In the previous sections we introduced the predictive methods on the W matrix; the same methods can be applied without any modification to the A matrix, since a binary matrix can always be seen as a real-valued one. On the other hand, the W matrix can be seen as the result of the application of a weighting schema to the A matrix. By doing so, the weighting schema can modify the results provided by the predictive machine learning method used. In fact, by changing the values of the input matrix, the weighting schemes implicitly change the main directions (i.e. columns) of the V matrix computed by the tSVD algorithm; in particular, through the weighting schemes, relevant annotations influence the model selection more than less relevant ones.

The mechanism is very similar also in the SIM method; yet, in this case, the A matrix modification by the weighting schemes leads also to a different set of clusters, since also the U matrix computed by the tSVD algorithm changes. Generally, such new clusters better reflect the functional similarity of the genes in a cluster. Finally, in the pLSAnorm, changes in the input matrix A are translated into a modification of the likelihood function to be maximized; this causes the EM algorithm to end up in a different set of variable assignment for the probability distributions P (f |t) and P (t|g) that constitute the predictive model, thus in different annotation prediction likelihoods.

Input and output matrix comparison

The entries of the reconstructed matrix Ŵ ( i , j ) > τ are real valued. Given a threshold τ, if Ŵ ( i , j ) > τ , then gene i is predicted to be annotated to term j. Subject to the original values assumed by the matrix A, the following cases may befall:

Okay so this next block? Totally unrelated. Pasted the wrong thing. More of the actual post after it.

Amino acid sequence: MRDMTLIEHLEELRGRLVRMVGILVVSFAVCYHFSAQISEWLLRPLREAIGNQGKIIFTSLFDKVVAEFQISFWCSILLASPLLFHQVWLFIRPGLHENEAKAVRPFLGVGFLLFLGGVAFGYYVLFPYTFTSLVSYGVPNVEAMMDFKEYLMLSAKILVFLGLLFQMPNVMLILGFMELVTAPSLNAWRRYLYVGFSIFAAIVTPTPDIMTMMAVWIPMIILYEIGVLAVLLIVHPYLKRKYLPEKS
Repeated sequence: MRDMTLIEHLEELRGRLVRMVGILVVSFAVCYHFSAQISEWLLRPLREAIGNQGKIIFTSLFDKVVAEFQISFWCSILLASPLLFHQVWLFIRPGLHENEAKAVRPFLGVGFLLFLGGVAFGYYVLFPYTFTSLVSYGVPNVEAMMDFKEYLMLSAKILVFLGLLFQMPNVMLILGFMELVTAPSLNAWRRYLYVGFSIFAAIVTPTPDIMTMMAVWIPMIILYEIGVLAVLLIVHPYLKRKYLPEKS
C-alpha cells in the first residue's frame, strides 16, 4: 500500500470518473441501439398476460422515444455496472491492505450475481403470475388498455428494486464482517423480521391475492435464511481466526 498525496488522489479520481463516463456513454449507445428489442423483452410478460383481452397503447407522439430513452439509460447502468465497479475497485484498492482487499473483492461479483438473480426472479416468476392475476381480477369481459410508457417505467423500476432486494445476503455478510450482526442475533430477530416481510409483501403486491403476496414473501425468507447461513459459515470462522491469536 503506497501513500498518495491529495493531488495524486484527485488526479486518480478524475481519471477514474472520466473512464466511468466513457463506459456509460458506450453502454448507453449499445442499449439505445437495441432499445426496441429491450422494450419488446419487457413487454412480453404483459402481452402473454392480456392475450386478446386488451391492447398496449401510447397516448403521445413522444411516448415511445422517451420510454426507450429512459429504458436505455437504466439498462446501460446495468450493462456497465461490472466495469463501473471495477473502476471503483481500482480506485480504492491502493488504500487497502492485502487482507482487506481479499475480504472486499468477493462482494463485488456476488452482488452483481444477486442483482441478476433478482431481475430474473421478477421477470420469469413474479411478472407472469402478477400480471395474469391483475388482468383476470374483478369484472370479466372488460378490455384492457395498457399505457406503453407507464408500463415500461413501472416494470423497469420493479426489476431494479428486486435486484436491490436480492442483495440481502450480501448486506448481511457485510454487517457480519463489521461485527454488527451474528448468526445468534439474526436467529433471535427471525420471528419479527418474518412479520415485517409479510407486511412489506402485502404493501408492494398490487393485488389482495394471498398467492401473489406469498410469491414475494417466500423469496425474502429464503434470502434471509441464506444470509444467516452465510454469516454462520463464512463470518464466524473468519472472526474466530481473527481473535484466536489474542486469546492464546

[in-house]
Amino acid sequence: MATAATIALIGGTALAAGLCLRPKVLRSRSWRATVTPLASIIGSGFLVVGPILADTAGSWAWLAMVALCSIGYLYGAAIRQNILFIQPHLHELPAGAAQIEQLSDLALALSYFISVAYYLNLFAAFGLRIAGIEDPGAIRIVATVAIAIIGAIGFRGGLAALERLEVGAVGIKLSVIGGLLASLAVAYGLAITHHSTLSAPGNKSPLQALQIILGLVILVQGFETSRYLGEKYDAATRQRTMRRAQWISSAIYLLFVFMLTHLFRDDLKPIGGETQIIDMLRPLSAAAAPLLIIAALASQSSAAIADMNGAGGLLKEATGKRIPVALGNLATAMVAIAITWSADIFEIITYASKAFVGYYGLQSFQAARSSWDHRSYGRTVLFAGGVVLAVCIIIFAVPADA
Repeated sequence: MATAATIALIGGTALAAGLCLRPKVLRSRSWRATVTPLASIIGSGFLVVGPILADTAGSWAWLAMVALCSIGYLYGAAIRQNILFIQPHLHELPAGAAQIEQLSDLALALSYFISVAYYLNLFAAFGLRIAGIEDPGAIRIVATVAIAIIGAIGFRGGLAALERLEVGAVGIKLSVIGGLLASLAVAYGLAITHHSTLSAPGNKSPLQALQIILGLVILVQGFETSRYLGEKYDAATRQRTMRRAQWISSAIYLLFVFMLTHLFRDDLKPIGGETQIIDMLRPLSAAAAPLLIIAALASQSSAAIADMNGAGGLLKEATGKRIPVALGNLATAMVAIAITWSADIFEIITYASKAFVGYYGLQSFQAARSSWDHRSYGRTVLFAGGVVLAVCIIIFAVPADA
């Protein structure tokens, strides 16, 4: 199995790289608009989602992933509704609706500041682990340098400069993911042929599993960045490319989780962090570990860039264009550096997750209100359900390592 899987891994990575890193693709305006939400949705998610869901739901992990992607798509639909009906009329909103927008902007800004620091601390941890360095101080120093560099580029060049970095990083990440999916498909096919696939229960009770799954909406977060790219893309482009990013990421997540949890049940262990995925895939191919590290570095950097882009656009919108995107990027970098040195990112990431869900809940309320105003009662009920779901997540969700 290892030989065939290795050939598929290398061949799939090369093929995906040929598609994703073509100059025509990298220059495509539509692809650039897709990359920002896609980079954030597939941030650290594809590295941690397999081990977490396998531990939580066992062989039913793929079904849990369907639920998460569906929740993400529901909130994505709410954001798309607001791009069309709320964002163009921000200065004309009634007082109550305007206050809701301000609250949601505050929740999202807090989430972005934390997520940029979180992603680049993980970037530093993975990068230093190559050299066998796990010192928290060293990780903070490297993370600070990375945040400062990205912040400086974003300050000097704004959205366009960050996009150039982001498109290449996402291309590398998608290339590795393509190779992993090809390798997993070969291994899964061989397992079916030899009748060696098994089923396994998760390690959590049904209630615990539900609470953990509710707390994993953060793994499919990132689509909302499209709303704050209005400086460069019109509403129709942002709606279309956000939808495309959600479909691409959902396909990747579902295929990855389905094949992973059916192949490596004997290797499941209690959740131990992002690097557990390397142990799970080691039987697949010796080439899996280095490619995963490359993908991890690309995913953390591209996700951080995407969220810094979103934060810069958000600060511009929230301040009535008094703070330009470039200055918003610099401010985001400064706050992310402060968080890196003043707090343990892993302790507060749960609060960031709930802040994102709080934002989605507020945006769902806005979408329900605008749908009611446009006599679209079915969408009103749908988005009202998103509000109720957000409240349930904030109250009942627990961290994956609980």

• If A(i, j) = 1 and Ŵ ( i , j ) > τ , the annotation of gene i to term j is confirmed; this case is denoted as an annotation confirmed (AC), with respect to the original A(i, j). This annotation type can be considered similar to a True Positive (TP).

  • If A(i, j) = 0 and Ŵ ( i , j ) > τ , a new annotation is suggested; this case is denoted as an annotation predicted (AP), with respect to the original A(i, j). This annotation type can be considered similar to a False Positive (FP). These annotations are those that are inserted in the likely predicted annotation lists generated, which are very useful to biologists and physicians.

  • If A(i, j) = 1 and Ŵ ( i , j ) τ , an existing annotation is suggested to be semantically inconsistent with the available data; this case is denoted as an annotation to be reviewed (AR), with respect to the original A(i, j). This annotation type can be considered similar to a False Negative (FN).

  • If A(i, j) = 0 and Ŵ ( i , j ) τ , the annotation is not present in the original annotation set and it is not suggested by the analysis; this case is denoted as a not existing annotation confirmed (NAC), with respect to the original A(i, j). This annotation type can be considered similar to a True Negative (TN).

We take advantage of these categories to build the Receiver Operating Characteristic (ROC) curves in the validation procedure.

Datasets